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Medications that cause hearing loss and tinnitus.

It’s natural to check out the side effects of a medication when you begin taking it. You want to find out if you can expect to feel nauseous or if it will cause you to have dry mouth. A more serious side effect that can potentially happen is hearing loss. It’s a condition medical professionals call ototoxicity. Broken down, ototoxic means ear poisoning.

Exactly how many drugs that can lead to this problem is unclear, but there are at least 130 that are on record as being ototoxic. What are some of the common ones you should watch out for and why?

Some Facts About Ototoxicity

What happens to trigger hearing loss after you swallow your medication. There are three places these drugs can damage your hearing:

  • The cochlea – That’s the seashell-shaped component of the inner ear that takes sound and translates it into an electrical message the brain can understand. Damage to the cochlea impacts the range of sound you can hear, usually starting with high frequencies then escalating to include lower ones.
  • The stria vascularis – Located in the cochlea, the stria vascularis creates endolymph, the fluid in the inner ear. Too much or too little endolymph has a considerable impact on both hearing and balance.
  • The vestibule of the ear – This is the part of the ear that sits in the middle of the labyrinth that comprises the cochlea. It helps control balance. Vestibulotoxicity drugs can make you dizzy or feel like the room is spinning.

Tinnitus is caused by some drugs while others cause hearing loss. Tinnitus is a phantom sound people hear that commonly presents as:

  • A windy sound
  • Thumping
  • Popping
  • Ringing

Normally if you quit using the medication the tinnitus will stop. Some ototoxic drugs, on the other hand, can lead to permanent loss of hearing.

What is The Risk Level For Each Drug?

The list of drugs that can cause temporary or permanent hearing loss may surprise you. It’s likely that you take some of these drugs when you are in pain and you might have some of them in your medicine cabinet right now.

Over the counter pain relievers are at the top of the list of ototoxic medications:

  • Ibuprofen
  • Naproxen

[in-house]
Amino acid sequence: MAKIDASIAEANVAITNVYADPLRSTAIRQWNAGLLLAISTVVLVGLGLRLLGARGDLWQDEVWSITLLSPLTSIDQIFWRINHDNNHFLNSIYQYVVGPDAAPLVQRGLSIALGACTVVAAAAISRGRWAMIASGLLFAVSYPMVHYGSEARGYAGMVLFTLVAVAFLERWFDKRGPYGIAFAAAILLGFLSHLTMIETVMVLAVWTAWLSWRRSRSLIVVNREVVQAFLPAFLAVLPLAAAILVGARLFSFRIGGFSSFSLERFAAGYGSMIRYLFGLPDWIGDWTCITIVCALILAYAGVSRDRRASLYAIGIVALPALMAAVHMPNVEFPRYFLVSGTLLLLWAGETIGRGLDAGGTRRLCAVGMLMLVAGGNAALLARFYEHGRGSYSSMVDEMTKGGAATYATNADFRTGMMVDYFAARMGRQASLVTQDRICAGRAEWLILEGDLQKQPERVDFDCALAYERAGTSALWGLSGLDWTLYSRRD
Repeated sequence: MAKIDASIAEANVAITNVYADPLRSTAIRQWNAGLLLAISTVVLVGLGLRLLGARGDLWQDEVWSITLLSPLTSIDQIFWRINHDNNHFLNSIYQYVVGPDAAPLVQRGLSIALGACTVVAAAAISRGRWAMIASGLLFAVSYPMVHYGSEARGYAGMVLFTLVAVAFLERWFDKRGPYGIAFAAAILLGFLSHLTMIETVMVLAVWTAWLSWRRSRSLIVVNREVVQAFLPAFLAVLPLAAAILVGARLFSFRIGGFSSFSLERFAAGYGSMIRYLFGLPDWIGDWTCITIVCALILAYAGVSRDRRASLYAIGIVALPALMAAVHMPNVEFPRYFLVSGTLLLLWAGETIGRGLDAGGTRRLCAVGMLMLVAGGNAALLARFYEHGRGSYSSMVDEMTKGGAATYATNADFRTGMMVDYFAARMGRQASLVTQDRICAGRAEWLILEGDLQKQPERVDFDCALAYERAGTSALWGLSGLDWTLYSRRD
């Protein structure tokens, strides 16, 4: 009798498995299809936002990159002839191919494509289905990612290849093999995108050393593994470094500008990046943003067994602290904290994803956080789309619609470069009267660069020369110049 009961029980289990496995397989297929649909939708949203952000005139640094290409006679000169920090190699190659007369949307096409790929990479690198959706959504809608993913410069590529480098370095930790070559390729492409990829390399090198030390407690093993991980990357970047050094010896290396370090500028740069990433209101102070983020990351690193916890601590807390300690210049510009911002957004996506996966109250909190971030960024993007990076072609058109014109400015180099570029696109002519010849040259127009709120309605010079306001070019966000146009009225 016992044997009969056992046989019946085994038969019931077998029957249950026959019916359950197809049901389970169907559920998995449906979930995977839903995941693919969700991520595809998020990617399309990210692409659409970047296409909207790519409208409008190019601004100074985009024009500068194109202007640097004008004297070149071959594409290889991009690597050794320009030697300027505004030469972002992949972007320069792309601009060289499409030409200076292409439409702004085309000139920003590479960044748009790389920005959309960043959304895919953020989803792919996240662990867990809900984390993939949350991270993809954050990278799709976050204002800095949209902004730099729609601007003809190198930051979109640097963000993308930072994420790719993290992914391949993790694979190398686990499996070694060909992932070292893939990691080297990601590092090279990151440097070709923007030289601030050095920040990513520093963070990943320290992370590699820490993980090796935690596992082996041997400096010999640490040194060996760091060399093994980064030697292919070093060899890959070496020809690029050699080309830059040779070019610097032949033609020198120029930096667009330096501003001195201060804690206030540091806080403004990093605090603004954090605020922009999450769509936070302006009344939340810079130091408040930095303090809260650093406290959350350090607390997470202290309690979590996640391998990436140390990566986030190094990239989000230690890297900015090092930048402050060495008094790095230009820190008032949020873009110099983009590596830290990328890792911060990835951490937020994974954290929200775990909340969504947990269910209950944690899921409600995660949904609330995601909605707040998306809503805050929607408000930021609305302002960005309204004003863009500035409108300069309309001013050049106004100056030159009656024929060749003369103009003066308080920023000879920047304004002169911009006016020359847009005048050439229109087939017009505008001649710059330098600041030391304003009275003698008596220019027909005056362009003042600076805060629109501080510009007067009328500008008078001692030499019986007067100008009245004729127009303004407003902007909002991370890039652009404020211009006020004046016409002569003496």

You can include on the list salicylates that you might know better as aspirin. The hearing problems caused by these medications are normally reversible when you quit taking them.

Coming in a close second for well known ototoxic drugs are antibiotics. Not all antibiotics are ototoxic, though. Some that aren’t which you may have heard of include:

  • Gentamycin
  • Erythromycin
  • Vancomycin

As with the pain relievers, the problem clears up when you stop taking the antibiotic. The common list of other drugs include:

  • Chloroquine
  • Quinine
  • Quinidine

Tinnitus Can be Caused by Several Common Compounds

Diamox, Bumex, Lasix and Edecrin are diuretics which cause tinnitus but there are bigger offenders in this category:

  • Nicotine
  • Caffeine
  • Tonic water
  • Marijuana

You are exposing yourself to something that could cause tinnitus every time you have your morning coffee. After the drug leaves your system it will pass and that’s the good news. Ironically, some drugs doctors prescribe to deal with tinnitus are also on the list of possible causes such as:

  • Prednisone
  • Lidocaine
  • Amitriptyline

The prescribed dosage should be less than the amount triggers ringing, though.

What Are the Symptoms of Ototoxicity?

The symptoms of tinnitus can vary depending on your ear health and what medication you get. Mildly irritating to completely incapacitating is what you can usually be anticipating.

Be on guard for:

  • Blurring vision
  • Difficulty walking
  • Vomiting
  • Tinnitus
  • Hearing loss on one or both sides
  • Poor balance

Get in touch with your doctor if you notice any of these symptoms after taking medication even over-the-counter drugs or herbal supplements.

If you have ototoxicity does that mean you shouldn’t take your medication? You should always take what your doctor tells you to. Don’t forget, often the changes in your balance or hearing are temporary. Keep yourself aware by always asking your doctor about the possible side effects of a medication and don’t be reluctant to ask about ototoxicity. You should also make an appointment with a hearing care professional to have a hearing test.

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